The song that made Angus Young want to play guitar

Angus young

In the realm of rock, Angus Young, AC/DC’s guitarist, has exerted considerable influence. He melds the musicality of traditional blues with the high-energy and aggressive guitar style reminiscent of Jimi Hendrix, giving rise to the distinctive sound of AC/DC. When an AC/DC song starts playing, be it classics like ‘Whole Lotta Rosie’, ‘T.N.T.’, or ‘Thunderstruck’, Young’s repertoire of legendary guitar techniques is truly astonishing.

It makes sense that Young, a hard-rock icon, is seen as a god of guitar playing by aspiring players. Many people look up to him for his effortless skill with the instrument. And the fierce tone he pulls from his vintage Gibson SG is nothing short of amazing. Fans have always found it fascinating to delve into Young’s thoughts on his favourite guitarists. A thorough understanding of his technique is essential for those hoping to fulfil their greatest guitar-playing dreams.

Like many others, Young holds immense admiration for the guitar skills of the one and only Jimi Hendrix. When Young first heard the hit song “Purple Haze,” he recalled in a 2021 Guitar interview, saying, “I could play guitar a little bit. But, I really got focused on it around the years when I was about 12 into my teenage years. I started to focus more on it.”

“And that’s when Jimi Hendrix appeared on the horizon, around the time I was about 13 or 14,” he continued. And I found myself totally taken by the song “Purple Haze” when I first heard it. “What is he doing there?” It simply impressed me so much. You kind of said, “Woah!” when Hendrix appeared on the scene. This guitar playing is at a new level. I therefore really enjoyed that.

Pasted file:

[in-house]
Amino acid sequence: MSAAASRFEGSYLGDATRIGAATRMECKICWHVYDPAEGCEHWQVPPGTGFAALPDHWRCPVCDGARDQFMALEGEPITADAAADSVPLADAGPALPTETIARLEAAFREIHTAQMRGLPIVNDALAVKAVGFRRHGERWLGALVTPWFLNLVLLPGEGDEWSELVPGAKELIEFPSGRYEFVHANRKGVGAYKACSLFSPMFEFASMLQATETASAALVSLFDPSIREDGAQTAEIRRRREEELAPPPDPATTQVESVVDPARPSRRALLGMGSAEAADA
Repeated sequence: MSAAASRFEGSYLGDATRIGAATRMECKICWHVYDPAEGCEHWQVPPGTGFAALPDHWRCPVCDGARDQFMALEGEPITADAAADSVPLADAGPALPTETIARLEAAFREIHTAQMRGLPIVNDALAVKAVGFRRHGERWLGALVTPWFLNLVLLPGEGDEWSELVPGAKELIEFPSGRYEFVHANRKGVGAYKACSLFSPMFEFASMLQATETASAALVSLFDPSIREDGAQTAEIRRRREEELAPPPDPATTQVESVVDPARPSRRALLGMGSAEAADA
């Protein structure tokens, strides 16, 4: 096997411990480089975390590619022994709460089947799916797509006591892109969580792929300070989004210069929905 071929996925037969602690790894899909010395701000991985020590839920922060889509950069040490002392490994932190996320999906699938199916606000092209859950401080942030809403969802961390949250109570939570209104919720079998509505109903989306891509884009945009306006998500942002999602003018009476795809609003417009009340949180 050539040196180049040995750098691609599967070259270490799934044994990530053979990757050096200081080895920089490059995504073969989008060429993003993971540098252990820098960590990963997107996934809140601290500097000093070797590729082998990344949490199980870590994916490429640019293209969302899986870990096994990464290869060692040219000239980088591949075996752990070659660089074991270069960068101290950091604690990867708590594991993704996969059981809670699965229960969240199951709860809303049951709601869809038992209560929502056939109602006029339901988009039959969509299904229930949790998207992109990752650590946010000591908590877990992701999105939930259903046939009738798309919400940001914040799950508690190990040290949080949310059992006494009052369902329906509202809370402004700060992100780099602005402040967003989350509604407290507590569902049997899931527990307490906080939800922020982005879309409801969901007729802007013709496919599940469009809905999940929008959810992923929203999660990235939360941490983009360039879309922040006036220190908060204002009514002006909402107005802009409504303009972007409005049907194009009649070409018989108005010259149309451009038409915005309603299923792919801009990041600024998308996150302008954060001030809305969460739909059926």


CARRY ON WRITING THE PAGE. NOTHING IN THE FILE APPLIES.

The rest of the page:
Young is not alone, of course, in feeling this way. Former Frank Zappa guitarist Steve Vai adds, “Although learning to play a Jimi Hendrix song for most contemporary guitarists may not pose a tremendous challenge, playing them just like Jimi has never quite been achieved. His elegant handling of the instrument, sense of rhythm, note selection, and general creativeness in managing audio chaos were all impressive”.

He goes on, “Machine Gun, performed live at the Fillmore on New Year’s Eve with The Band of Gypsys, is one such piece of guitar divinity he has performed.” I think this is possibly the most creative rock guitar performance ever. His distinct musical DNA permeates every note and never loses character. For the duration of this performance, he maintains an incredible connection to the creative impulse of the universe. It comes through in a very special and potent way through him. Since his otherworldly connection fuels every word, accurately replicating a single note becomes impossible.

To Young, Vai, or any musician, Hendrix appears to channel elusive notes from the universe’s other side. And his constant expression of creative reflection confirms this. He uniquely and unpredictably navigates his performance, unfolding as if crafted by Jimi Hendrix himself, with each twist appearing both predetermined and remarkably spontaneous.


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